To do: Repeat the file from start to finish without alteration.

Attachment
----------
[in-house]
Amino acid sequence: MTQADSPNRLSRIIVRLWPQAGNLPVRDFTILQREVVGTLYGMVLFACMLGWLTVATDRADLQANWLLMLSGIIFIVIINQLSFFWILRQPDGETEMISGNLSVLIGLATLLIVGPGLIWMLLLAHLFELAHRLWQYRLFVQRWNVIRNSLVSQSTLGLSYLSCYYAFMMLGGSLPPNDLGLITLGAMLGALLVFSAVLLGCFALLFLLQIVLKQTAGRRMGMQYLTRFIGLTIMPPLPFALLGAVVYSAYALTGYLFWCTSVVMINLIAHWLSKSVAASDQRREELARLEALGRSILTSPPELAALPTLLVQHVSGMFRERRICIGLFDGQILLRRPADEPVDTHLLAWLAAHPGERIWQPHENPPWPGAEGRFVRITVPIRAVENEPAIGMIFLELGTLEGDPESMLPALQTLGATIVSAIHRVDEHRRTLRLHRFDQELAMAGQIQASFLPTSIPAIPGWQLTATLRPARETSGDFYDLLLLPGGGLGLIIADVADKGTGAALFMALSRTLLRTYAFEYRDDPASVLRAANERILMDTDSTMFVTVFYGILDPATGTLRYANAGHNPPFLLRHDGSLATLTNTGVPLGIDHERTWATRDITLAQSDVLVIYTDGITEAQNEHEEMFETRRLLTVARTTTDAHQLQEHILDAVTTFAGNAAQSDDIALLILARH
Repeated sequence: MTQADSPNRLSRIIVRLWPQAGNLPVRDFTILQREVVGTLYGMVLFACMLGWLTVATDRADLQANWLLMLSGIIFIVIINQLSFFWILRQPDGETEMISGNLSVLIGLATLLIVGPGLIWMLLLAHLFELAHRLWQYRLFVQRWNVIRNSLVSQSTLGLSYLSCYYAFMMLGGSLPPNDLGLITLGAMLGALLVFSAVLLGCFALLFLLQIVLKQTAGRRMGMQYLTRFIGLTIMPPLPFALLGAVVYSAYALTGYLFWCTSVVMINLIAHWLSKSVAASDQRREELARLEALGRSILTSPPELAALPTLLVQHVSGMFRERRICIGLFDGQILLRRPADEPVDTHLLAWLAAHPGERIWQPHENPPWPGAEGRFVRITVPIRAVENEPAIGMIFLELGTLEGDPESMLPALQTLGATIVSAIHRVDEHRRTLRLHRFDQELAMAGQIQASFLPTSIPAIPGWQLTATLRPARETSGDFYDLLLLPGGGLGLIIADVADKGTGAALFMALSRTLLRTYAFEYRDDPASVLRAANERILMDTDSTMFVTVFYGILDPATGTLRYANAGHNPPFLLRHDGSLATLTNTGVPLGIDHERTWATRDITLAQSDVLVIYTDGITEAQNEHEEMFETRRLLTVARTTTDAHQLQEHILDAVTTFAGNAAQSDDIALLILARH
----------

[in-house]
Amino acid sequence: MTQADSPNRLSRIIVRLWPQAGNLPVRDFTILQREVVGTLYGMVLFACMLGWLTVATDRADLQANWLLMLSGIIFIVIINQLSFFWILRQPDGETEMISGNLSVLIGLATLLIVGPGLIWMLLLAHLFELAHRLWQYRLFVQRWNVIRNSLVSQSTLGLSYLSCYYAFMMLGGSLPPNDLGLITLGAMLGALLVFSAVLLGCFALLFLLQIVLKQTAGRRMGMQYLTRFIGLTIMPPLPFALLGAVVYSAYALTGYLFWCTSVVMINLIAHWLSKSVAASDQRREELARLEALGRSILTSPPELAALPTLLVQHVSGMFRERRICIGLFDGQILLRRPADEPVDTHLLAWLAAHPGERIWQPHENPPWPGAEGRFVRITVPIRAVENEPAIGMIFLELGTLEGDPESMLPALQTLGATIVSAIHRVDEHRRTLRLHRFDQELAMAGQIQASFLPTSIPAIPGWQLTATLRPARETSGDFYDLLLLPGGGLGLIIADVADKGTGAALFMALSRTLLRTYAFEYRDDPASVLRAANERILMDTDSTMFVTVFYGILDPATGTLRYANAGHNPPFLLRHDGSLATLTNTGVPLGIDHERTWATRDITLAQSDVLVIYTDGITEAQNEHEEMFETRRLLTVARTTTDAHQLQEHILDAVTTFAGNAAQSDDIALLILARH
Repeated sequence: MTQADSPNRLSRIIVRLWPQAGNLPVRDFTILQREVVGTLYGMVLFACMLGWLTVATDRADLQANWLLMLSGIIFIVIINQLSFFWILRQPDGETEMISGNLSVLIGLATLLIVGPGLIWMLLLAHLFELAHRLWQYRLFVQRWNVIRNSLVSQSTLGLSYLSCYYAFMMLGGSLPPNDLGLITLGAMLGALLVFSAVLLGCFALLFLLQIVLKQTAGRRMGMQYLTRFIGLTIMPPLPFALLGAVVYSAYALTGYLFWCTSVVMINLIAHWLSKSVAASDQRREELARLEALGRSILTSPPELAALPTLLVQHVSGMFRERRICIGLFDGQILLRRPADEPVDTHLLAWLAAHPGERIWQPHENPPWPGAEGRFVRITVPIRAVENEPAIGMIFLELGTLEGDPESMLPALQTLGATIVSAIHRVDEHRRTLRLHRFDQELAMAGQIQASFLPTSIPAIPGWQLTATLRPARETSGDFYDLLLLPGGGLGLIIADVADKGTGAALFMALSRTLLRTYAFEYRDDPASVLRAANERILMDTDSTMFVTVFYGILDPATGTLRYANAGHNPPFLLRHDGSLATLTNTGVPLGIDHERTWATRDITLAQSDVLVIYTDGITEAQNEHEEMFETRRLLTVARTTTDAHQLQEHILDAVTTFAGNAAQSDDIALLILARH